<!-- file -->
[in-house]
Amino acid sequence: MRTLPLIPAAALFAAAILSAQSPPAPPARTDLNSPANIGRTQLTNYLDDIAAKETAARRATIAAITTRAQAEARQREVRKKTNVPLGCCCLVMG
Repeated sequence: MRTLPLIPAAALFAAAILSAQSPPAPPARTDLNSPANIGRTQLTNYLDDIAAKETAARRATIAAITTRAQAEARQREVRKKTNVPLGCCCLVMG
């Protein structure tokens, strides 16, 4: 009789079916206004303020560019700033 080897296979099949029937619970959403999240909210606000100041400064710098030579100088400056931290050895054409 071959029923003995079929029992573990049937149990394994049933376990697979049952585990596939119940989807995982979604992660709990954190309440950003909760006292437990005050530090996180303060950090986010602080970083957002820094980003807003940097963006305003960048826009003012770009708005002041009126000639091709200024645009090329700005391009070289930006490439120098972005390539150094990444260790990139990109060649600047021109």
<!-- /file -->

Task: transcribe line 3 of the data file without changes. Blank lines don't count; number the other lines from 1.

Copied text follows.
Repeated sequence: MRTLPLIPAAALFAAAILSAQSPPAPPARTDLNSPANIGRTQLTNYLDDIAAKETAARRATIAAITTRAQAEARQREVRKKTNVPLGCCCLVMG